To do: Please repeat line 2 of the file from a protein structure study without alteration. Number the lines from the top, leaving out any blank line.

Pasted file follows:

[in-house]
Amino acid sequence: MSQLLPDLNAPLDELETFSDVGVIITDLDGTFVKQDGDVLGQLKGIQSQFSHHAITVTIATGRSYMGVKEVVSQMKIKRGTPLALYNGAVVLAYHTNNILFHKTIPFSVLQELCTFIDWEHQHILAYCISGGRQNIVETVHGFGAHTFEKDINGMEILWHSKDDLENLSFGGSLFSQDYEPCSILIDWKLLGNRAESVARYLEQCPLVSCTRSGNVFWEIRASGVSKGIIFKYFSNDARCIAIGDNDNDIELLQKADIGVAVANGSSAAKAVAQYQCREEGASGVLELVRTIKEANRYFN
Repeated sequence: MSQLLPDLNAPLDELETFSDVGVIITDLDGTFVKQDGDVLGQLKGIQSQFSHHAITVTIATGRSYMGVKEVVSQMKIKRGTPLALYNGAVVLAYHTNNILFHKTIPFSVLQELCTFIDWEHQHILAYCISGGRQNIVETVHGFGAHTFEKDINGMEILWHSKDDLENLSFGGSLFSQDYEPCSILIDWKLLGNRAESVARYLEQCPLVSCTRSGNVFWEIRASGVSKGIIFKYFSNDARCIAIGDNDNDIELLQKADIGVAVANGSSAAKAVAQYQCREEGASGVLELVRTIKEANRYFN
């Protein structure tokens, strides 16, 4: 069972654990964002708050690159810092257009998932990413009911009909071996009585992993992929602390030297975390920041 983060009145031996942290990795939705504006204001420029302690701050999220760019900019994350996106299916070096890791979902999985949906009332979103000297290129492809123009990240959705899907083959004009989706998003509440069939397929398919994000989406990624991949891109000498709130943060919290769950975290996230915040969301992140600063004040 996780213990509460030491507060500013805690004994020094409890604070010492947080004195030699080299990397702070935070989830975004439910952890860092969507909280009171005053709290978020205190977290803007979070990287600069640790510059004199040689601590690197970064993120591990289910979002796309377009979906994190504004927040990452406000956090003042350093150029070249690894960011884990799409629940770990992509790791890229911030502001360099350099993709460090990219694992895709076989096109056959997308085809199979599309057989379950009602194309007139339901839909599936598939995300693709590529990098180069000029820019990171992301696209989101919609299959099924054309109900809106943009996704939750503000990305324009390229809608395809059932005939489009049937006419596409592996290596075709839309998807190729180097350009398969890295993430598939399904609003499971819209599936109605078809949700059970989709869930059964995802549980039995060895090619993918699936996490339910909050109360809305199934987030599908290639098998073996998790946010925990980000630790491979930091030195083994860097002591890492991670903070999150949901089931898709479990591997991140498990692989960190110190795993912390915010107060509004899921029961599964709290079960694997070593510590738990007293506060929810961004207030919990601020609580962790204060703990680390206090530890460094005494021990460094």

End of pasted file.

Amino acid sequence: MSQLLPDLNAPLDELETFSDVGVIITDLDGTFVKQDGDVLGQLKGIQSQFSHHAITVTIATGRSYMGVKEVVSQMKIKRGTPLALYNGAVVLAYHTNNILFHKTIPFSVLQELCTFIDWEHQHILAYCISGGRQNIVETVHGFGAHTFEKDINGMEILWHSKDDLENLSFGGSLFSQDYEPCSILIDWKLLGNRAESVARYLEQCPLVSCTRSGNVFWEIRASGVSKGIIFKYFSNDARCIAIGDNDNDIELLQKADIGVAVANGSSAAKAVAQYQCREEGASGVLELVRTIKEANRYFN